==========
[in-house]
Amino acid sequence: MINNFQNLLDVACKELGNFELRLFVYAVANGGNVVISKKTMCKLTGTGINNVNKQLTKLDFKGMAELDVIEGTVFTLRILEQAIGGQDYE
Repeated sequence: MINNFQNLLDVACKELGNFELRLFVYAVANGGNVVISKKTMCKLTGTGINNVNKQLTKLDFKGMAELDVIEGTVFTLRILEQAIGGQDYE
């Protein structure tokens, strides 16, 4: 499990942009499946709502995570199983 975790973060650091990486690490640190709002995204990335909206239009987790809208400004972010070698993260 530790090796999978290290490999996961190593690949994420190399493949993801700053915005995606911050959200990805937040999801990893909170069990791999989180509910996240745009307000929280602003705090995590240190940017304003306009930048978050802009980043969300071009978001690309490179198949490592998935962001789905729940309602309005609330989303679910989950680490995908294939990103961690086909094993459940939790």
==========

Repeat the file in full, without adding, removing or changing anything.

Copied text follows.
[in-house]
Amino acid sequence: MINNFQNLLDVACKELGNFELRLFVYAVANGGNVVISKKTMCKLTGTGINNVNKQLTKLDFKGMAELDVIEGTVFTLRILEQAIGGQDYE
Repeated sequence: MINNFQNLLDVACKELGNFELRLFVYAVANGGNVVISKKTMCKLTGTGINNVNKQLTKLDFKGMAELDVIEGTVFTLRILEQAIGGQDYE
């Protein structure tokens, strides 16, 4: 499990942009499946709502995570199983 975790973060650091990486690490640190709002995204990335909206239009987790809208400004972010070698993260 530790090796999978290290490999996961190593690949994420190399493949993801700053915005995606911050959200990805937040999801990893909170069990791999989180509910996240745009307000929280602003705090995590240190940017304003306009930048978050802009980043969300071009978001690309490179198949490592998935962001789905729940309602309005609330989303679910989950680490995908294939990103961690086909094993459940939790």